U.S. Supreme Court Rules 180-Day Delay Will Not Be Required for Biosimilars After FDA Approval
On June 12, 2017, the U.S. Supreme Court unanimously ruled that biosimilar applicants will no longer be required to wait for an additional 180 days to launch their biosimilar product once the U.S. Food and Drug Administration (FDA) has granted regulatory approval. Furthermore, the decision is likely to provide biosimilar applicants the option of not participating in the patent notification procedure (i.e. the disclosure of data relating to a biosimilar’s biologic license application and manufacturing process), often referred to as the “patent dance”, outlined in the Biologics Price Competition and Innovation Act (BCPIA).
In March 2015, Sandoz’s Zarxio (filgrastim-sndz), a biosimilar of Amgen’s Neupogen, was the first biosimilar to receive FDA approval, having been filed via the abbreviated 351(k) pathway which was established within the amended Public Health Service Act. Sandoz refused to take part in the patent dance with Amgen at the time of the FDA accepting Zarxio’s filing (July 2014), stating that the procedure was not mandatory. Moreover, Sandoz argued that a required notice period after FDA approval would provide Amgen with a further six months of market exclusivity, in addition to the 12 years already provided to them under law. Sandoz stated these issues in a letter sent to Amgen, which Sandoz believed served as the start of their 180-day notice of commercialization. This provoked Amgen to file a suit against Sandoz in October 2014, with Amgen requesting a preliminary injunction in an attempt to prevent Sandoz from launching Zarxio until the matter could be clarified by the Courts. In July 2015, the U.S. Court of Appeals for the Federal Circuit ruled that it was mandatory for biosimilar sponsors to provide the 180-day notice of commercialization specified by the BCPIA, and that this could only be provided after FDA approval – prompting Sandoz to petition the case to the U.S. Supreme Court.
The U.S. Supreme Court’s ruling on June 12, 2017 aimed to address two questions. One of the questions related to the interpretation of 42 U. S. C. §262(l)(8)(A) of the BCPIA, and whether it is required for a biosimilar applicant to provide the reference product sponsor a 180-day notice of commercialization prior to FDA approval. Although the Federal Circuit had previously concurred with Amgen’s interpretation of the BCPIA’s stature, that the 180-day notice period could only be given after a biosimilar’s FDA approval, all nine judges of the U.S. Supreme Court have now reversed the decision, commenting that Amgen’s “arguments are unpersuasive, and its various policy arguments cannot overcome the statute’s plain language,” and that “a biosimilar applicant may provide notice either before or after receiving FDA approval.” This ruling will be viewed as a pivotal moment for the U.S. biopharmaceutical industry for both types of stakeholders; reference product sponsors and biosimilar applicants. The Court’s decision on the 180-day premarketing notice means that biosimilar applicants can market a biosimilar as soon as they receive FDA approval, provided that there are no preliminary injunctions or on-going patent litigations; thus accelerating the time new biosimilars can enter the U.S. market. In turn, this may encourage more biosimilar developers to invest in the growing U.S. biosimilar space.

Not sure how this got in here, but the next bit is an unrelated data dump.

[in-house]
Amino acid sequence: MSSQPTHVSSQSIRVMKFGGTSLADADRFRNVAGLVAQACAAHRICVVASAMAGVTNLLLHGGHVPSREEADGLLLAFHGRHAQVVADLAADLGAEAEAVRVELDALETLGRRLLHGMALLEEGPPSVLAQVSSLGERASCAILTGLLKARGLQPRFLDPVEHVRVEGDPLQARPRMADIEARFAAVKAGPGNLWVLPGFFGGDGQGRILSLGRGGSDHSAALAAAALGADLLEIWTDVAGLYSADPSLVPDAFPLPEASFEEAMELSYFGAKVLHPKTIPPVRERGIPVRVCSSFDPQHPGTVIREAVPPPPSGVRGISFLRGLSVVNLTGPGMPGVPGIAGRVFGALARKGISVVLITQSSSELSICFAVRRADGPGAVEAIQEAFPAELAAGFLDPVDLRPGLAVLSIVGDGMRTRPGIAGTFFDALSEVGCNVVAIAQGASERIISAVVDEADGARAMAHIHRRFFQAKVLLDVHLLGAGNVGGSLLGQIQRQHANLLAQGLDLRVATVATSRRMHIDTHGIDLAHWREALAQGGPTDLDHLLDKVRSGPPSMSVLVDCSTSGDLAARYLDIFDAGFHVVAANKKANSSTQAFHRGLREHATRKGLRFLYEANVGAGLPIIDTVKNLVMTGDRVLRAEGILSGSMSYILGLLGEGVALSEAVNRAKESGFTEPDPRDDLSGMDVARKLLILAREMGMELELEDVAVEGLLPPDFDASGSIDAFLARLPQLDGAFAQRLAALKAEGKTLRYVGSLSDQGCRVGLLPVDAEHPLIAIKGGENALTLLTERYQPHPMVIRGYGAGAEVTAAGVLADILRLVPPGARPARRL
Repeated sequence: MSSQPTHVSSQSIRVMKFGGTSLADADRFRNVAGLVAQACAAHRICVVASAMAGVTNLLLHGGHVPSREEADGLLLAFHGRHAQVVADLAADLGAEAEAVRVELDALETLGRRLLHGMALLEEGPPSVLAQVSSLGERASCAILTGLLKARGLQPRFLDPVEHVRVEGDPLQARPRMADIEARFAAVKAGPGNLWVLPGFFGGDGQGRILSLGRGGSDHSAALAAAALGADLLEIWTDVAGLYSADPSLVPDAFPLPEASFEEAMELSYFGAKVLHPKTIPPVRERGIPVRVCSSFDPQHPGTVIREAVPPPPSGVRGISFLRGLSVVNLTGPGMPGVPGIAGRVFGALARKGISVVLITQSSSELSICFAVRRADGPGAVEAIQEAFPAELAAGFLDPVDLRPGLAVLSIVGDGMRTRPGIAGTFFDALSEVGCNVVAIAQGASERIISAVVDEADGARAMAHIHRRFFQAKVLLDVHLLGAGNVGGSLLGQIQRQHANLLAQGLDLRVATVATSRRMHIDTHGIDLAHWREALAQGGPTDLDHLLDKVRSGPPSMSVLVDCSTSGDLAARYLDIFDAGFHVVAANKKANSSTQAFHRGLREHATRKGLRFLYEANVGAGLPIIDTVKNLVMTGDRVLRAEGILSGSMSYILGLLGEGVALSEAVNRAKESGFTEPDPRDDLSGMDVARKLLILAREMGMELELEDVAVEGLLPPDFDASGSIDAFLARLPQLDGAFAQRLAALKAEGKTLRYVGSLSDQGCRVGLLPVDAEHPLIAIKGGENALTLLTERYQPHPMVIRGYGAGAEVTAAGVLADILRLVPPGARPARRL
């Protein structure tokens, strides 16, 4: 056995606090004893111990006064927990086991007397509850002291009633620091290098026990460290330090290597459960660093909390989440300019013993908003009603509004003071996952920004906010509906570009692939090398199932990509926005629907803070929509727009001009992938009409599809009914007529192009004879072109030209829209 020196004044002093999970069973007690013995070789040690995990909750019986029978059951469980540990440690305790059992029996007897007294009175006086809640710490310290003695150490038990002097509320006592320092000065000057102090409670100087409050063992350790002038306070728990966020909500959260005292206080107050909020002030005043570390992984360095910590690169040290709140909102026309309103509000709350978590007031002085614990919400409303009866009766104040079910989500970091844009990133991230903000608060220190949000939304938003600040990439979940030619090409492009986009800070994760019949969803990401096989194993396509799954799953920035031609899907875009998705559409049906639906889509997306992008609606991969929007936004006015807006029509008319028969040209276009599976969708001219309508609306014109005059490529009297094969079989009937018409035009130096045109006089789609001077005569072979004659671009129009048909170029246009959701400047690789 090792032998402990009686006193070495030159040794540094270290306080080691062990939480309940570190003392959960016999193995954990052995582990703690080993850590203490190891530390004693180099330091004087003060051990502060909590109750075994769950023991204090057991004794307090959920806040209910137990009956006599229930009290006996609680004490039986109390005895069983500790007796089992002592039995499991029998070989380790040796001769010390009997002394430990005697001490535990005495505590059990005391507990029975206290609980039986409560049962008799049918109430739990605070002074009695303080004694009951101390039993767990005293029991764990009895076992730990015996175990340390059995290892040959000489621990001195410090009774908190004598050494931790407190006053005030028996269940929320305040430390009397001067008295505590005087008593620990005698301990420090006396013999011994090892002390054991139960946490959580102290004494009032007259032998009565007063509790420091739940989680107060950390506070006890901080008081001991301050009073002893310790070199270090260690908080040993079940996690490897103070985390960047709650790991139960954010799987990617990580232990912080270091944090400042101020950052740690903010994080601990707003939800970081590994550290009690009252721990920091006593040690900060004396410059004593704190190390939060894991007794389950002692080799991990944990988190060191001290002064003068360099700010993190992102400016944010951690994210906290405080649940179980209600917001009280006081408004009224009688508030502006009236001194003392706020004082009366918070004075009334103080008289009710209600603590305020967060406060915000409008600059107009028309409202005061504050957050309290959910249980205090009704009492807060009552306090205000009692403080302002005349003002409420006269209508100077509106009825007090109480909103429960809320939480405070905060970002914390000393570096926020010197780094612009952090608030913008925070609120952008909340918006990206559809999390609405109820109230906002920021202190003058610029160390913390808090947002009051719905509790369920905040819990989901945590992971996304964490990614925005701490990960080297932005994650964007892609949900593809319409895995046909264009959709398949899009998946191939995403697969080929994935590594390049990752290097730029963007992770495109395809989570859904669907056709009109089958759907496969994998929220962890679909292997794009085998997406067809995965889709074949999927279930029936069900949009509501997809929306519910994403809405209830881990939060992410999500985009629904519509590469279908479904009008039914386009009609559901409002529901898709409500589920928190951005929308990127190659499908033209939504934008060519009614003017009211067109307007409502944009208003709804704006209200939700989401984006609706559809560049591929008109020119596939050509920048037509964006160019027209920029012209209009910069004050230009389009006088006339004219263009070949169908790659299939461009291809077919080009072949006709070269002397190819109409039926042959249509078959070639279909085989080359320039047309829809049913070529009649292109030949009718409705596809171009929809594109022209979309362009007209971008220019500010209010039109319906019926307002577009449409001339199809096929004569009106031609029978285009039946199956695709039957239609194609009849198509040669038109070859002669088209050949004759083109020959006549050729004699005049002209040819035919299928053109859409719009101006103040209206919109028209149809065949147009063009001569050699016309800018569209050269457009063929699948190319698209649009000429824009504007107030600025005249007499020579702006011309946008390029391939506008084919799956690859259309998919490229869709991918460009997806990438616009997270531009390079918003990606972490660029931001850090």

The other question considered by the U.S. Supreme Court related to the issue of the “patent dance”, stated in 42 U.S.C §262(l)(2)(A) of the BCPIA, and whether a biosimilar applicant will need to provide information to the reference product sponsor on their biosimilar’s application and manufacturing data. The Federal Circuit previously agreed that the patent dance was only optional for biosimilar applicants, but not participating may risk the legal action from the reference product sponsor for potential patent infringements. The U.S. Supreme Court partly supported this decision, and ruled that under Federal Law, biosimilar applicants are not obliged to enter the patent dance process. However, the Court did not rule out that a reference product sponsor could seek an injunction under State-law. This issue of the patent dance has now been remanded back to the Federal Circuit to reconsider.
In summary, the U.S. Supreme Court’s rulings now provides biosimilar applicants with a greater level of autonomy on how, and when, they wish to address any patent issues. A biosimilar applicant can either choose to resolve any patent litigations earlier in the development process, by sharing information on their biosimilar candidate with the reference product sponsor; or they could choose not to share this information at all, potentially delaying any inevitable patent issue(s). However, a reference product sponsor will still be able to file a patent lawsuit without being provided any information from the biosimilar applicant, and would be able to delay this until closer to the biosimilar’s approval date – when any possible patent infringements are likely to be more certain, and could hinder a biosimilar’s launch.